Not all doom and gloom for China

For fresh produce marketing in Australia and New Zealand
Matthew Jones

BY MATTHEW JONES

@matt_fruitnet

Not all doom and gloom for China

Asiafruit Congress gets underway with session on where to next for People's Republic

Not all doom and gloom for China

Youchi Kuo of the Boston Consulting Group

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Increasing affluence and a growing awareness of branded products are just two of the reasons why fresh produce suppliers have never had more potential to reach Chinese consumers, according to Youchi Kuo of the Boston Consulting Group.

Delivering the keynote address at today’s Asiafruit Congress, Kuo painted a healthy picture of the overall growth potential for the Chinese market, despite concerns about an economic slowdown in the People’s Republic.

Kuo suggested China was set to enter the era of the rising middle class, with the number of household in the upper middle class bracket (earning above RMB12,000 per month) set to triple from 50m in 2015 to 150m in 2030.

“Consumers are upgrading or graduating to higher classes, meaning they have more spending power,” Kuo explained.

China’s lower tier loom as prime locations to house this emerging income bracket, with Kuo tipping the population of upper middle class and affluent consumers in tier 4/5 cities will grow by 31 per cent between 2015 and 2020. This compares to growth rates of 24 per cent and 27 per cent in tier 1 and tier 2/3 cities respectively over the corresponding time period.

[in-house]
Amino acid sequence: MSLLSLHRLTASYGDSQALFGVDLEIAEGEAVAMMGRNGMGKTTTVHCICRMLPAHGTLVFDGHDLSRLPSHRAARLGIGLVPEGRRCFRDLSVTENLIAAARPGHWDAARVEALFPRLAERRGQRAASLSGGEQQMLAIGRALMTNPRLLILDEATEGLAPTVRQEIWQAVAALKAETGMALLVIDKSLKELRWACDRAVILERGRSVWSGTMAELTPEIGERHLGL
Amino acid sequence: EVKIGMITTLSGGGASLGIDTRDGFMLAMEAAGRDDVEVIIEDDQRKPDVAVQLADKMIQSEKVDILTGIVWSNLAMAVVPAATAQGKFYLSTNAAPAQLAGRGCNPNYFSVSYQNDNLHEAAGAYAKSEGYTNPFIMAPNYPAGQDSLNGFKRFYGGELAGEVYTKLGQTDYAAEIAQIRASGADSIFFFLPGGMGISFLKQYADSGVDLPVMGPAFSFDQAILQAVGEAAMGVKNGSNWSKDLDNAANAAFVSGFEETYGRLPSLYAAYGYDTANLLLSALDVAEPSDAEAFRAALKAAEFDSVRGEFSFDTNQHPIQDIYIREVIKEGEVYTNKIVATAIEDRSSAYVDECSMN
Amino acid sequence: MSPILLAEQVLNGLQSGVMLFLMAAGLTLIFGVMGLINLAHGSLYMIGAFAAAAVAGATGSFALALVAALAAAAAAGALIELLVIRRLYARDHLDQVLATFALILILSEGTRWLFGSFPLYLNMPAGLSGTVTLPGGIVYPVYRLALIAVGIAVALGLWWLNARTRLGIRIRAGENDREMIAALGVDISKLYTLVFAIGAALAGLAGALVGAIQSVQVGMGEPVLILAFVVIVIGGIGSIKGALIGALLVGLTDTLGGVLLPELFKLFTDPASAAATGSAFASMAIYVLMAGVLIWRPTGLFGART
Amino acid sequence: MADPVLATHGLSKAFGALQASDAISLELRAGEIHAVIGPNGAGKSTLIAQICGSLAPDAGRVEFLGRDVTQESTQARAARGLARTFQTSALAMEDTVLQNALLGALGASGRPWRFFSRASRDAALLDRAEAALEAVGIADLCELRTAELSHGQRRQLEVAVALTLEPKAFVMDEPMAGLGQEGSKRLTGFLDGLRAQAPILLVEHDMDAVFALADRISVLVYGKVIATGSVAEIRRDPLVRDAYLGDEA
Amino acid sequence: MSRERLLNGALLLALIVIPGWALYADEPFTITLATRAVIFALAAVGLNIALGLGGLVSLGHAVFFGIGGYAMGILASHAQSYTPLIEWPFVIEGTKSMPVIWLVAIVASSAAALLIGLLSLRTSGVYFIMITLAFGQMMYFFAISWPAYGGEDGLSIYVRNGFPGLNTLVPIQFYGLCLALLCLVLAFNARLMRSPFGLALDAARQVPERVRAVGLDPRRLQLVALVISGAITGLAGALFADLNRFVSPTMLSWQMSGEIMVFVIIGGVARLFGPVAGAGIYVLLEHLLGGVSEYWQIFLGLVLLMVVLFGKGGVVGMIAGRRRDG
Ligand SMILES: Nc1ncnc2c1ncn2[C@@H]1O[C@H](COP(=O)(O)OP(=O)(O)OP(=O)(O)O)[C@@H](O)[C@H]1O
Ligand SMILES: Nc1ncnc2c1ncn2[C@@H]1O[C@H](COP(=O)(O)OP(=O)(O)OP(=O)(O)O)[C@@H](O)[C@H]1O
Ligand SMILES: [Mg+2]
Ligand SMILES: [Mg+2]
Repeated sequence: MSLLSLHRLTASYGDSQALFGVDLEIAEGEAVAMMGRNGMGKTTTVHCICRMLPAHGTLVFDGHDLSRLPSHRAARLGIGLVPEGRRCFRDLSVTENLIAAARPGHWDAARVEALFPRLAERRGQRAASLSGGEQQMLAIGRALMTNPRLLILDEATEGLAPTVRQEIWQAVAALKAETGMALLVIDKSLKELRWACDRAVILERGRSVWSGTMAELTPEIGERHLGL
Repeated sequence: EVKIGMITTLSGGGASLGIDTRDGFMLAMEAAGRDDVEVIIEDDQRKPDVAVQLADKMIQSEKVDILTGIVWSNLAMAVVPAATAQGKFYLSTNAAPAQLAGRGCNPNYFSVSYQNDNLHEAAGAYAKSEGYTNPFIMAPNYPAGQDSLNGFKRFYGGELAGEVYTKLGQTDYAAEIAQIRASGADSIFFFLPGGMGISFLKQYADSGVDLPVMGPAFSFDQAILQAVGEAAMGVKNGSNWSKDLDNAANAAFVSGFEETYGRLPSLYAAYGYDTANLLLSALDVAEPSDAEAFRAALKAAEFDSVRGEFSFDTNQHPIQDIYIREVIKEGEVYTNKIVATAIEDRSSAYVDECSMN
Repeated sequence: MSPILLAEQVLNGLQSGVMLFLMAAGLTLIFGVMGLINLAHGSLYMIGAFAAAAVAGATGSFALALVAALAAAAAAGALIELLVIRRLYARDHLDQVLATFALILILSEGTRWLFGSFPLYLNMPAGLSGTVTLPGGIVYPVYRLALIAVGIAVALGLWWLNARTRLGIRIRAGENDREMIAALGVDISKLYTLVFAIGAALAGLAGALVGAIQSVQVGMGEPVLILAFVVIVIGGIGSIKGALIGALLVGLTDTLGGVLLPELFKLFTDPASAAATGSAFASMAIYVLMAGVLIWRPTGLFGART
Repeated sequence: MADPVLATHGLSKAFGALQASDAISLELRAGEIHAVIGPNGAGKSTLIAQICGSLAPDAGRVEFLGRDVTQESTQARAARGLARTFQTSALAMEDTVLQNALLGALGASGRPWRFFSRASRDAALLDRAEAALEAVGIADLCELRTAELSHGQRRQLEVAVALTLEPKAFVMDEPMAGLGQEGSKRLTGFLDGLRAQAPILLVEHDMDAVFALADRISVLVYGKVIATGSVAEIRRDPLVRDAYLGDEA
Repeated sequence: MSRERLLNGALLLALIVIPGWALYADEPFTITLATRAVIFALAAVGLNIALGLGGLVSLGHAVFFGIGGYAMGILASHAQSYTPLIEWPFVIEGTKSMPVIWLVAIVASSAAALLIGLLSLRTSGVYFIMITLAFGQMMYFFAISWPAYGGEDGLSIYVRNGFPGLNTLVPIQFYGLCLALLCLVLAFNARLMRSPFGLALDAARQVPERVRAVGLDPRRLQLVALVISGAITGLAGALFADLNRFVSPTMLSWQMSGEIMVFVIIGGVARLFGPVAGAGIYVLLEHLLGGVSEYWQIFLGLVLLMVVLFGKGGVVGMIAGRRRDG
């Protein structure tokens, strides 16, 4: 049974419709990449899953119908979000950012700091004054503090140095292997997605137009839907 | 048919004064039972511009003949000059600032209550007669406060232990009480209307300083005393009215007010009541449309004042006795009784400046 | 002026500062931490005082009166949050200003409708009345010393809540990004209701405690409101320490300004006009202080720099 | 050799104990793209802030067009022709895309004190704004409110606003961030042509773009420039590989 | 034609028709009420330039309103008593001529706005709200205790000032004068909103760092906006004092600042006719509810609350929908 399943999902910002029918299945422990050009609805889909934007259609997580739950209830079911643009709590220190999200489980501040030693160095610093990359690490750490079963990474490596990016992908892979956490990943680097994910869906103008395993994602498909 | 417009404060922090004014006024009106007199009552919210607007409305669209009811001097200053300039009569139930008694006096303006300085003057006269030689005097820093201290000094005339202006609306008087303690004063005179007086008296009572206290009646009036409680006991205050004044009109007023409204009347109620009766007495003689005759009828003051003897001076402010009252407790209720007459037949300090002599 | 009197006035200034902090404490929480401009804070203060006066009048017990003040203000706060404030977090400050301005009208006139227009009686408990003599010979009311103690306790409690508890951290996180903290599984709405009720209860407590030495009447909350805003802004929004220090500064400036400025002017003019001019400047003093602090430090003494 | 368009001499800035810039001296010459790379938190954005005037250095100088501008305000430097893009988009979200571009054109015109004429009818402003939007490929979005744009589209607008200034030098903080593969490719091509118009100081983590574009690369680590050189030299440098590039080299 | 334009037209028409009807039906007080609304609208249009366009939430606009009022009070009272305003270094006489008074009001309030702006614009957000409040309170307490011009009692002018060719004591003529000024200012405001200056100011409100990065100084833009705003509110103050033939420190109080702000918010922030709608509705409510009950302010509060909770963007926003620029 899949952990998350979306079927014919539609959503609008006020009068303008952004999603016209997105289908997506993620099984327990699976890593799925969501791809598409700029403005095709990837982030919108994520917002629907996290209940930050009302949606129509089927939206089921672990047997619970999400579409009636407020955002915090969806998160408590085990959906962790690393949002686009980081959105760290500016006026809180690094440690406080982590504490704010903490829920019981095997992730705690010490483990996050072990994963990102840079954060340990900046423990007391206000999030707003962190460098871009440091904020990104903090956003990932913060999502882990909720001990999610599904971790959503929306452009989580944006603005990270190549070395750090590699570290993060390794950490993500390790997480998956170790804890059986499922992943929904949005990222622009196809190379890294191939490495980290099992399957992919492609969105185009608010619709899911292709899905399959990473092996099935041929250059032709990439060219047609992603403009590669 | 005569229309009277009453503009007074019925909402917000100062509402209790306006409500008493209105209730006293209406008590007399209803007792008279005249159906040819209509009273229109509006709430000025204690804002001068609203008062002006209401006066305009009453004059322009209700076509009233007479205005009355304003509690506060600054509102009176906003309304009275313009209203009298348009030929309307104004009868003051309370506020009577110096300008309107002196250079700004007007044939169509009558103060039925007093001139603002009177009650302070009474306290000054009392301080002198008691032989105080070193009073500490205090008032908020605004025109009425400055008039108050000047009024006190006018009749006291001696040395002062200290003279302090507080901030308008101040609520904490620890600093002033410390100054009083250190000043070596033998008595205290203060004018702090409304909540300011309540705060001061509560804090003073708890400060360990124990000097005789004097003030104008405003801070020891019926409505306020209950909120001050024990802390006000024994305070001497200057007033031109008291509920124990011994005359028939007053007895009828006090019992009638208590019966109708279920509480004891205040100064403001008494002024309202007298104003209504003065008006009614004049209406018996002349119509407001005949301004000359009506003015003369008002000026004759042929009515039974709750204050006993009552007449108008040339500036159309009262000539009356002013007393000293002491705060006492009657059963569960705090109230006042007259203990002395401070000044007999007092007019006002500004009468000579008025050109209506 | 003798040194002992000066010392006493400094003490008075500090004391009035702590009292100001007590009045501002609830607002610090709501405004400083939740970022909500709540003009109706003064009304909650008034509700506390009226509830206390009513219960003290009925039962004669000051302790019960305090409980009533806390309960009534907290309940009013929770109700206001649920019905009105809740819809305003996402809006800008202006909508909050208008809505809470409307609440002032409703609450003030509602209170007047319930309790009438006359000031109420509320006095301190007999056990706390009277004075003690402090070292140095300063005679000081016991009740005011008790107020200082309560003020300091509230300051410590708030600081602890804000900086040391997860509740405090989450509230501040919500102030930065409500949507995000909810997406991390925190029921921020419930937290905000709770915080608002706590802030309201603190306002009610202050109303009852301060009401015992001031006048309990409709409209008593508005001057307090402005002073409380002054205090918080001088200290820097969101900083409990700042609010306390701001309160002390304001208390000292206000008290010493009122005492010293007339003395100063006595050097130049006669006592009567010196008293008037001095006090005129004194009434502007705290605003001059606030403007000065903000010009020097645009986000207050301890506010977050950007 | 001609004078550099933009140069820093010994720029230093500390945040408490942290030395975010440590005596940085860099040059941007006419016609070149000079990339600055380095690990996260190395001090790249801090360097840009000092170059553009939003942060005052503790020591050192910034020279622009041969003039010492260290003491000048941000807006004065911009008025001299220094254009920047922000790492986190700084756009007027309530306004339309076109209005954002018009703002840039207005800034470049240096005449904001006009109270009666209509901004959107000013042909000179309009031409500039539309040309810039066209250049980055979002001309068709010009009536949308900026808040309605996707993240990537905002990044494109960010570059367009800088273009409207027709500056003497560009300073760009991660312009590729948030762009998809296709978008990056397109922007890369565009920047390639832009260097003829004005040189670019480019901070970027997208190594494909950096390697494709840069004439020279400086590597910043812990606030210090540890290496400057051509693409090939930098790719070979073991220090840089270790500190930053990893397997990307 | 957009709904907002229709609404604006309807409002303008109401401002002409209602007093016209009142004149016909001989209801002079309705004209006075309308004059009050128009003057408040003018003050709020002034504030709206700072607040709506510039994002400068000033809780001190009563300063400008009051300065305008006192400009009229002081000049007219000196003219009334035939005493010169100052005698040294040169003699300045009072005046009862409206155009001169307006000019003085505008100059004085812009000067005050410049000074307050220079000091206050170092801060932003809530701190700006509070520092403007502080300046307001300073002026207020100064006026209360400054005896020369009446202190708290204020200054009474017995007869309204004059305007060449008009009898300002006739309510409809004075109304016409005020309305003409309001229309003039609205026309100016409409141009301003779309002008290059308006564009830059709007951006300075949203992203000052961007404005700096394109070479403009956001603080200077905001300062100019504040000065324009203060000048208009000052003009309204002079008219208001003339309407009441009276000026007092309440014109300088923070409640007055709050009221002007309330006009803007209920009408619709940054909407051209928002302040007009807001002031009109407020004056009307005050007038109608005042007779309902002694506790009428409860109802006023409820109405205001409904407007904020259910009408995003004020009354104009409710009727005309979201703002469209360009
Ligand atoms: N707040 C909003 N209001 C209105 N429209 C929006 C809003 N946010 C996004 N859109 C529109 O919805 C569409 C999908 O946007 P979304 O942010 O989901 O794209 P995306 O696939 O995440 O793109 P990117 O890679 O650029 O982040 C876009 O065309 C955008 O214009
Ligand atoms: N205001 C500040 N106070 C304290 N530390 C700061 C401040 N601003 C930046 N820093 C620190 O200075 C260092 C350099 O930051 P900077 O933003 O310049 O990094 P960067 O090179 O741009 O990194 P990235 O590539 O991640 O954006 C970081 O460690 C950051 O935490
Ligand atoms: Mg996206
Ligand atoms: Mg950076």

Another growth driver will be the growing recognition and trust being placed in brands by “young generation” Chinese consumers, deemed to be born after 1980.

Kuo says market research conducted by her company suggest this next generation of consumers recognised three times as many brands as the previous generation, and were huge advocates for brands they liked and trusted. “There’s huge potential to plant an image in these consumers minds,” Kuo said.

The emergence of this branding trend is one of the drivers behind China’s growing ecommerce trade, with Kuo suggested online sales will account for 24 per cent of total consumer sales by 2020, up from 15 per cent in 2015.

While ecommerce was showing some extremely encouraging growth,  Keo stressed that bot online and offline sales will be important in China’s retail landscape moving forward. It was a sentiment shared by Neil Maffey, chief merchandising officer of Sam’s Club China, who joined Kuo on stage for a panel discussion following the key note address.

“We’ve launched an online service but our in store experience is still really important because we are moving into new products from new supplying countries, meaning consumers often want to try before they buy,” Maffey said. “From this point of view, in-store demonstrations and sampling  have become very important to us.”

Over 360 delegates from 40 countries attended today’s congress, which features some 30 presentors.

 

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